‘We made a terrible mistake’ over Maseratis, admits PNG’s Pundari

Maseratis for APEC
FLASHBACK: A freeze frame from a controversial Maserati item on EMTV News on 17 November 2018 that led to a diplomatic incident and media crisis. Image: PMC screenshot

By Gorethy Kenneth in Port Moresby

The Papua New Guinea government has admitted that the purchase of the controversial Maserati vehicles for use by the 2018 APEC Leaders was a “terrible mistake”.

Finance Minister Sir John Pundari made the admission when announcing that the 40 luxury vehicles — bought for K20 million (NZ$8.2 million) at K500,000 ($204,000) each — would be put on the market for a “discount price” of K400,000.

This price tag comes despite the government struggling for the last three years to dispose of these cars that were at the outset of their purchase predicted by then APEC Minister Justin Tkatchenko to be sold off like “hot cakes” post-APEC.

The sad reality is that these alleged “hot cakes” on wheels remain undisposed and idle, sitting in a warehouse in Port Moresby, in all their grandeur.

Sir John Pundari said the purchase of these high-end vehicles was a mistake as PNG currently does not have dealers to maintain them in the country.

“If we had any foresight, the Maseratis would not have been purchased in the first place. We made a terrible mistake,” he told reporters.

“If you have got no dealers of Maseratis in PNG, there was no reason to buy Maseratis, why buy the V8s as well.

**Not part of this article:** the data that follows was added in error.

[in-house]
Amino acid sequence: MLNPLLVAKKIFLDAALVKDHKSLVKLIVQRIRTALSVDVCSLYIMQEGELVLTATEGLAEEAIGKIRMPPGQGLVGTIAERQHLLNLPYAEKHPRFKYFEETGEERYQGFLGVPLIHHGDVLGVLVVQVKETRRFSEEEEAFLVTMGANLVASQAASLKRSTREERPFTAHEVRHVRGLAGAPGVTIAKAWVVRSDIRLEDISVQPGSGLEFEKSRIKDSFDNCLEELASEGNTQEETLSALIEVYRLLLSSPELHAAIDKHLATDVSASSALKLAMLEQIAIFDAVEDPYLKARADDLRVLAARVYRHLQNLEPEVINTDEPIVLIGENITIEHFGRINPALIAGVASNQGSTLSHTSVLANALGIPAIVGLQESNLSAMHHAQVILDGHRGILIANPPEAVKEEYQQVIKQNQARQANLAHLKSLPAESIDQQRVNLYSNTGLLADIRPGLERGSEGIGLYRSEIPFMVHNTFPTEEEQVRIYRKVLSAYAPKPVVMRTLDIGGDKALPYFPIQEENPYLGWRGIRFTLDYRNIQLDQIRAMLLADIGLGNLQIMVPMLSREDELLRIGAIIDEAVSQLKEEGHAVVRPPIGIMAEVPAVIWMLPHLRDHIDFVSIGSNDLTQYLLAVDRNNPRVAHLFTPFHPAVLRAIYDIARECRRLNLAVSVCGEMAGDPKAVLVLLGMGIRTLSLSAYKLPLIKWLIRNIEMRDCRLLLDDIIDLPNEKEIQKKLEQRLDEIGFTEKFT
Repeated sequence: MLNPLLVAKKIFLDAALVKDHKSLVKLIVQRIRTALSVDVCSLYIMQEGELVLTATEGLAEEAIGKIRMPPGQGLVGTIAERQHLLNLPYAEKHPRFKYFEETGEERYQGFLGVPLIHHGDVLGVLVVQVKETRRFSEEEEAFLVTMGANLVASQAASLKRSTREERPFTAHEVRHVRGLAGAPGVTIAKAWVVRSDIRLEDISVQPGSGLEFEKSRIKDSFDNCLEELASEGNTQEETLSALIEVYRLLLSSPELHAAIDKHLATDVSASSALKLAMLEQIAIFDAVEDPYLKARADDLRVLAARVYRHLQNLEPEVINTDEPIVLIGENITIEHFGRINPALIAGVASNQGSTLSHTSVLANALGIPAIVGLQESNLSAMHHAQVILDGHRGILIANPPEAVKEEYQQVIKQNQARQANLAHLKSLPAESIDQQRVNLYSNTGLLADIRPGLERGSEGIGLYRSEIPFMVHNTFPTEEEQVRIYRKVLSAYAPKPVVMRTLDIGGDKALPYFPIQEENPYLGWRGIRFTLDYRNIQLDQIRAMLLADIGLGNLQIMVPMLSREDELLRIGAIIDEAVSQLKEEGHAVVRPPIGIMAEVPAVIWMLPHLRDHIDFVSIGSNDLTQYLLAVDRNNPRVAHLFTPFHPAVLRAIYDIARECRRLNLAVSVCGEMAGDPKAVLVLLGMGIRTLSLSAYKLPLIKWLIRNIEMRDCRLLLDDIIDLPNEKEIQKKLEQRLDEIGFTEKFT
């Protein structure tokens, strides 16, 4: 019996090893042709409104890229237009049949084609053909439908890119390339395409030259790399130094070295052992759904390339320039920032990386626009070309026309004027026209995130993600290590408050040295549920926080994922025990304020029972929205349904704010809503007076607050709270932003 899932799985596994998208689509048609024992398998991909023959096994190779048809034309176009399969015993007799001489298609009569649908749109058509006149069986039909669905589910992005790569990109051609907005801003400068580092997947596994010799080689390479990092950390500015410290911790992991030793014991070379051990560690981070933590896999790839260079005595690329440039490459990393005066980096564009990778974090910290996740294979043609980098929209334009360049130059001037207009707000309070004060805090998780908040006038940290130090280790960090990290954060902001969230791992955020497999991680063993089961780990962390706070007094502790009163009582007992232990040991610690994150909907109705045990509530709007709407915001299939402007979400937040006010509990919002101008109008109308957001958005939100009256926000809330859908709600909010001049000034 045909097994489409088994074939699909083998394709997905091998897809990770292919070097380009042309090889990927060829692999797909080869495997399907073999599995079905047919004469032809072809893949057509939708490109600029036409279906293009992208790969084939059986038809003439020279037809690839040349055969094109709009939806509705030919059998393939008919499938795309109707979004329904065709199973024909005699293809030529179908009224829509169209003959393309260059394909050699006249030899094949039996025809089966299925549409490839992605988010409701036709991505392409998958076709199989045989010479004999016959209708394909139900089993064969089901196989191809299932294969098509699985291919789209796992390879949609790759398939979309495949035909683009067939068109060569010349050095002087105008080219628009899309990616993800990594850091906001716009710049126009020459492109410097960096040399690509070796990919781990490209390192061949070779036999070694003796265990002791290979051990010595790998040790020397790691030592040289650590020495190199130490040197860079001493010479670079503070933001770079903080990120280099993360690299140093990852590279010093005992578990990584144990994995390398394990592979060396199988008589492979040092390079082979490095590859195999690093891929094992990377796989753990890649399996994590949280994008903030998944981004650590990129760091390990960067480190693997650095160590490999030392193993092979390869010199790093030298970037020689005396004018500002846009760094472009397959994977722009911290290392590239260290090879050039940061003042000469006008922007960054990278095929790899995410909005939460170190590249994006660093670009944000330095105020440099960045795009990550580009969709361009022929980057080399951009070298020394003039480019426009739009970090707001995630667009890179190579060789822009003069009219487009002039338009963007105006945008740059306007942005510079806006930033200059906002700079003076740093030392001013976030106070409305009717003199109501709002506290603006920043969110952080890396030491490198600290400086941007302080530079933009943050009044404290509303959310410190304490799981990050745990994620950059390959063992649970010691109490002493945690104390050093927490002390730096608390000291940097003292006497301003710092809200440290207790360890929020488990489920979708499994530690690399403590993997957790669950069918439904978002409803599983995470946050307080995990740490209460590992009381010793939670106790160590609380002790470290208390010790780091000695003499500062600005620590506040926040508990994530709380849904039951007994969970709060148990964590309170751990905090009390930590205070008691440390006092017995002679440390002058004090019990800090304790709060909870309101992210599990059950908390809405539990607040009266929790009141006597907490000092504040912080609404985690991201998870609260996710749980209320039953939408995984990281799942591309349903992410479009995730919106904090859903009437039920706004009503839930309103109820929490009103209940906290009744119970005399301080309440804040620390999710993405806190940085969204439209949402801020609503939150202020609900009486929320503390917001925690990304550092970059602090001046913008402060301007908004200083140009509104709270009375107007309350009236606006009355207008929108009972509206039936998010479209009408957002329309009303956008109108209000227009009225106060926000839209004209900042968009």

‘Caught up with dilemma’
“If you had V8s you would have easily transferred the VIPs that came to the APEC Meeting from one point to another. I just don’t know the reasons we went down the path of purchasing Maseratis and now we are caught up with this dilemma.”

The government has also offered some of these vehicles to PNG’s diplomatic missions but they are reluctant to accept them because of the high maintenance costs.

“We are following the decision of the Cabinet. We made those Maseratis available for foreign missions, some have come back, some have not come back because the maintenance of these Maseratis would be in the foreign mission,” Sir John said.

“Foreign missions are deciding whether they take these Maseratis or not and the remaining ones will be disposed.”

Finance Secretary Dr Ken Ngangan, in support of Sir John, said only two of the Maseratis and a Bentley had already been disposed of while the rest were still in the warehouse.

“We will dispose them here — we have done that several times here, and probably we will do that again — we will put them on public tender and probably dispose of the remaining ones, once the missions come back to us,” Dr Ngangan said.

He said there had been some offers made but no one had turned up with “concrete kina or dollars” to purchase them.

Sir John said the exercise announced on Thursday was a result of a Paper he had sponsored to Cabinet.

He said he was grateful for the Cabinet’s approval for some of the cars to be donated to the foreign missions where there are dealers to maintain them.

Gorethy Kenneth is a senior PNG Post-Courier journalist.

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  1. Take leaf from Dan Andrews book in Australia. Nobody remembers anything, nobody knows who made the decision or how, nobody is to blame. BTW we need more foreign aid.

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